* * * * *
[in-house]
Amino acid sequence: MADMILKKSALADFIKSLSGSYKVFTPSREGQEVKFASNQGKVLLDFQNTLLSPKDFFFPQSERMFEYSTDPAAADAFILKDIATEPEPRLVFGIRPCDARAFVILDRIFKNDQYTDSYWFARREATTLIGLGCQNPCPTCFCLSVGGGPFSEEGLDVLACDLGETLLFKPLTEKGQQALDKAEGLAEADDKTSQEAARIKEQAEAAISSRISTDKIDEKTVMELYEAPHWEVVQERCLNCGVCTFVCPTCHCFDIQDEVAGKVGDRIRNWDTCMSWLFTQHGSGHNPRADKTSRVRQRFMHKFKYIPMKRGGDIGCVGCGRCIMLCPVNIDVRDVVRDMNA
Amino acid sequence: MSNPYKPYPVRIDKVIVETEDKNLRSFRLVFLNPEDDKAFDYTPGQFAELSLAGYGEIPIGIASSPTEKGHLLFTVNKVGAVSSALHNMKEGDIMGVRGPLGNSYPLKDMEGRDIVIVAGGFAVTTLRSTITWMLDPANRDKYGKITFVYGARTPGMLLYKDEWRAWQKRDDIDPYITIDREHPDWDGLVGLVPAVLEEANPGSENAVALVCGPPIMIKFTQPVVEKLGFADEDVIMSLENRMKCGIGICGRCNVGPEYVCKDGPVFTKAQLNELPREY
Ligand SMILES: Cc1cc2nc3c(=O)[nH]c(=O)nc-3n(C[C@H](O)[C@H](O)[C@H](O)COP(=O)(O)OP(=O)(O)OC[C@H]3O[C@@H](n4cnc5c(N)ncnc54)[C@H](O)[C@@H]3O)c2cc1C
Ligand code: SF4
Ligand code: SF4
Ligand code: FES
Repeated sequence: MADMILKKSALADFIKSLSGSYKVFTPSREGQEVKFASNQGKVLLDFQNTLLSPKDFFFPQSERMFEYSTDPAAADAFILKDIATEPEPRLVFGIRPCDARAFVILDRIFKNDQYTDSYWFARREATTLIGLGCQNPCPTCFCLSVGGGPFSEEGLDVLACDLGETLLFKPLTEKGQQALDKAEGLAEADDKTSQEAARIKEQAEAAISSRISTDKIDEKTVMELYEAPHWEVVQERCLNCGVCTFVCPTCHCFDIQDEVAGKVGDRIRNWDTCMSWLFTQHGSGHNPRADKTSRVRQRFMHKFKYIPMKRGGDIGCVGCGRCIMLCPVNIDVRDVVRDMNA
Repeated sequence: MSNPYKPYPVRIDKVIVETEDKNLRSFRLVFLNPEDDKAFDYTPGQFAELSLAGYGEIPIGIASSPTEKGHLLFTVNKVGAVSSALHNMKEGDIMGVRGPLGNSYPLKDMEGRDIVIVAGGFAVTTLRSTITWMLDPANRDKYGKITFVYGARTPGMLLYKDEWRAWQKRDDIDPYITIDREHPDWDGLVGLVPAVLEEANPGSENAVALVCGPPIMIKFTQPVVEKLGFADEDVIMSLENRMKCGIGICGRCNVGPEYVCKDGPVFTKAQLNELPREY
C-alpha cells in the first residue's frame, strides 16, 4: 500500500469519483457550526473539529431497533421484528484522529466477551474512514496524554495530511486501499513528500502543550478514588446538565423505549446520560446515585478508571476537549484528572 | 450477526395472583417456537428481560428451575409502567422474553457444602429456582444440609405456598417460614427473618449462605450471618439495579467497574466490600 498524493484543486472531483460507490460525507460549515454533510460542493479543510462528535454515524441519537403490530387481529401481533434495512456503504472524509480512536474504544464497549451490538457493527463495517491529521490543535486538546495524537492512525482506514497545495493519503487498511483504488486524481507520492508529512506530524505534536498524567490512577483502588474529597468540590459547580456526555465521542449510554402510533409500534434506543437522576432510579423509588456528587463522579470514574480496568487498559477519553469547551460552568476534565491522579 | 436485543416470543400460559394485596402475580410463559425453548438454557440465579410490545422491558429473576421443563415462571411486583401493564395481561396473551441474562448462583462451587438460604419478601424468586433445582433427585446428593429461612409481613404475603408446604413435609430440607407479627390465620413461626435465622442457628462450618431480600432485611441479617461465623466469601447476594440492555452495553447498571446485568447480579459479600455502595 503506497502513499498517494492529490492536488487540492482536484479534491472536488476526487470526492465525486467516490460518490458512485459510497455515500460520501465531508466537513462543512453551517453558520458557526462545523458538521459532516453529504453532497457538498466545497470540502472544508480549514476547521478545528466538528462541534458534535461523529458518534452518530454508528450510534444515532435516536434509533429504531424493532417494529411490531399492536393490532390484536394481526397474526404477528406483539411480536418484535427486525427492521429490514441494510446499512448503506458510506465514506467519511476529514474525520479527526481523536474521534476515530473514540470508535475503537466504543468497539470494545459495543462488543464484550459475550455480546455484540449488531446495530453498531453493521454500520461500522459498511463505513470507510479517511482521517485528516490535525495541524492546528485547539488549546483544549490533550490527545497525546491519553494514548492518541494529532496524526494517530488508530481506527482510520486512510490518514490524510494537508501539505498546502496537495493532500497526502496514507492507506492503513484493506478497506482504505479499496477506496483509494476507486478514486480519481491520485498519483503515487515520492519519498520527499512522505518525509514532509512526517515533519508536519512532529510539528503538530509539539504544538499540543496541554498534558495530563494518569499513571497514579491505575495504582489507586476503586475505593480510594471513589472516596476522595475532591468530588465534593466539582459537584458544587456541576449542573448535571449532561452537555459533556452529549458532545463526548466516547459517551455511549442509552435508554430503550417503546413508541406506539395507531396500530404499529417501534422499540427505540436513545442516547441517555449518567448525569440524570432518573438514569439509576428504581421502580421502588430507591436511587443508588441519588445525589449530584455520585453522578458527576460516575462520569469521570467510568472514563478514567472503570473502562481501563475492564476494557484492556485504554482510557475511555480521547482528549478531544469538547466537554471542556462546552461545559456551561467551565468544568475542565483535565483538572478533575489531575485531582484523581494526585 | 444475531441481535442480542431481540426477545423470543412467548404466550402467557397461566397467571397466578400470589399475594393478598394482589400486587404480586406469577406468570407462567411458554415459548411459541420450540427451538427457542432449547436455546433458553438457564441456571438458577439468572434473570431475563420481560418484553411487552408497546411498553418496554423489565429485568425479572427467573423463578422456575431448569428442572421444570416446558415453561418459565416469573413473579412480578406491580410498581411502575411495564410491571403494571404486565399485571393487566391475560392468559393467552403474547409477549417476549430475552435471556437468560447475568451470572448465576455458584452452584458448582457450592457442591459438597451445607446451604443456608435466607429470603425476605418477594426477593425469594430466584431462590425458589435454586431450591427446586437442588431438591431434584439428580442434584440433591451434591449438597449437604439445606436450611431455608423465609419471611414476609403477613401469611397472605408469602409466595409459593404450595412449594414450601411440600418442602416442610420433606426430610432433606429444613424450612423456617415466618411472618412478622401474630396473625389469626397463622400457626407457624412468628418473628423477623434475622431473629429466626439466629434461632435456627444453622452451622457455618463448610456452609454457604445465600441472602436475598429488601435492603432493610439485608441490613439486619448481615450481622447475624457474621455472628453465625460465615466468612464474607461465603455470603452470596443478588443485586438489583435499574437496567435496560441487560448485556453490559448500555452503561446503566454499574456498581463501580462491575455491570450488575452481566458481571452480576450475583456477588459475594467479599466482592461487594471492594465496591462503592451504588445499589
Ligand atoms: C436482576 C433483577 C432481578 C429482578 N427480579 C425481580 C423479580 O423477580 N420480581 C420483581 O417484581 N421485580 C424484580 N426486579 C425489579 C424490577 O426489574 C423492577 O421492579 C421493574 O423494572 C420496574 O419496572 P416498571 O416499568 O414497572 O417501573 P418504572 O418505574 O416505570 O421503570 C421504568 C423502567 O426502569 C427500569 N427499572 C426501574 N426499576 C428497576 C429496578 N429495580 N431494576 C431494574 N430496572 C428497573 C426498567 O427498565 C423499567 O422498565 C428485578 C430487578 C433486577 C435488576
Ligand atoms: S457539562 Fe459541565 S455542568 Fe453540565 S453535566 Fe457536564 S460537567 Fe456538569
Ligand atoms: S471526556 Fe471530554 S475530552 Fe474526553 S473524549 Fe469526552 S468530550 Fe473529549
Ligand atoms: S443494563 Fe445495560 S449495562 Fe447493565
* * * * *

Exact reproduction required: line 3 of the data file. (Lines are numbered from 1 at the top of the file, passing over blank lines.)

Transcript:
Amino acid sequence: MSNPYKPYPVRIDKVIVETEDKNLRSFRLVFLNPEDDKAFDYTPGQFAELSLAGYGEIPIGIASSPTEKGHLLFTVNKVGAVSSALHNMKEGDIMGVRGPLGNSYPLKDMEGRDIVIVAGGFAVTTLRSTITWMLDPANRDKYGKITFVYGARTPGMLLYKDEWRAWQKRDDIDPYITIDREHPDWDGLVGLVPAVLEEANPGSENAVALVCGPPIMIKFTQPVVEKLGFADEDVIMSLENRMKCGIGICGRCNVGPEYVCKDGPVFTKAQLNELPREY